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Surveys of Consumers chief economist, Richard Curtin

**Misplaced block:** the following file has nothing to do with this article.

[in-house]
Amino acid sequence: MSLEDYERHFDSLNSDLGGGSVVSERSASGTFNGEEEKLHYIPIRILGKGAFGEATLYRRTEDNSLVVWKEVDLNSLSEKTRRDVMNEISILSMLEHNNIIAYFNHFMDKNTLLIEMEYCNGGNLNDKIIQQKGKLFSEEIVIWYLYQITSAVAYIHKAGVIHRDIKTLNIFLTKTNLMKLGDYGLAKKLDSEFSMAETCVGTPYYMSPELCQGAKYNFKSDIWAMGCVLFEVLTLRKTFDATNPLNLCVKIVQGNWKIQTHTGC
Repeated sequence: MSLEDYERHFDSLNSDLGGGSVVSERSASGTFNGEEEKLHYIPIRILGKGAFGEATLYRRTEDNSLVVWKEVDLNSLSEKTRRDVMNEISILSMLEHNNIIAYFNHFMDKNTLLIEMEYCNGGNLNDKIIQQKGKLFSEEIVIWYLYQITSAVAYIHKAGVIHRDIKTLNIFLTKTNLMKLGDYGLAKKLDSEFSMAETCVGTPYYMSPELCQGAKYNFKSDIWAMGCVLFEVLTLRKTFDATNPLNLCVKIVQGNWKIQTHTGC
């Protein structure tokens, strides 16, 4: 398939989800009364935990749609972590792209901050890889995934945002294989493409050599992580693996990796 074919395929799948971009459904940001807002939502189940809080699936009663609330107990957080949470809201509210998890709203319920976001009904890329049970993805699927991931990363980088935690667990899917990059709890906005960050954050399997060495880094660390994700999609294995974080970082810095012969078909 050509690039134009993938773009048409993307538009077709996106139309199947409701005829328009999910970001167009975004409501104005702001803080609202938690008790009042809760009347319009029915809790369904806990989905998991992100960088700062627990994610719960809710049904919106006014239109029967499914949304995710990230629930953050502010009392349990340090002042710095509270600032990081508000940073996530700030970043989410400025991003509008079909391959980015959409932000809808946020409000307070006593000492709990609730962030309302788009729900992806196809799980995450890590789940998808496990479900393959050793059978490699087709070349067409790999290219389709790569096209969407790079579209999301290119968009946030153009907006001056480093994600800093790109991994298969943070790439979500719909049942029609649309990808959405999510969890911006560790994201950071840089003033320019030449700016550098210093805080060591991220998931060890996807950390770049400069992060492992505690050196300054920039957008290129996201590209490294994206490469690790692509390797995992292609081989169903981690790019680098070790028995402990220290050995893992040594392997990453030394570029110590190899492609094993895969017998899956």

Consumer confidence rebounded in March to 98.4 from last month’s 93.8, slightly above the average of 97.2 recorded in the past 26 months. The March gain in the Sentiment Index was entirely due to households with incomes in the bottom two-thirds of the income distribution, posting a gain of +7.1 Index-points, while households with incomes in the top third fell by 1.1 Index-points. Middle and lower income households more frequently reported income gains than last month, although income gains were still widespread among upper income households. Indeed, the last time a larger proportion of households reported income gains was in 1966. Rising incomes were accompanied by lower expected year-ahead inflation rates, resulting in more favorable real income expectations (see the chart). Moreover, all income groups voiced more favorable growth prospects for the overall economy. While no further decline in interest rate expectations was recorded in March, the data suggest that consumers anticipated additional increases in 2019. Finally, it should be noted that too few interviews were conducted following the summary release of the Mueller report to have any impact on the March data; if there is any, it may affect the April data. Overall, the data do not indicate an emerging recession but point toward slightly lower unit sales of vehicles and homes during the year ahead.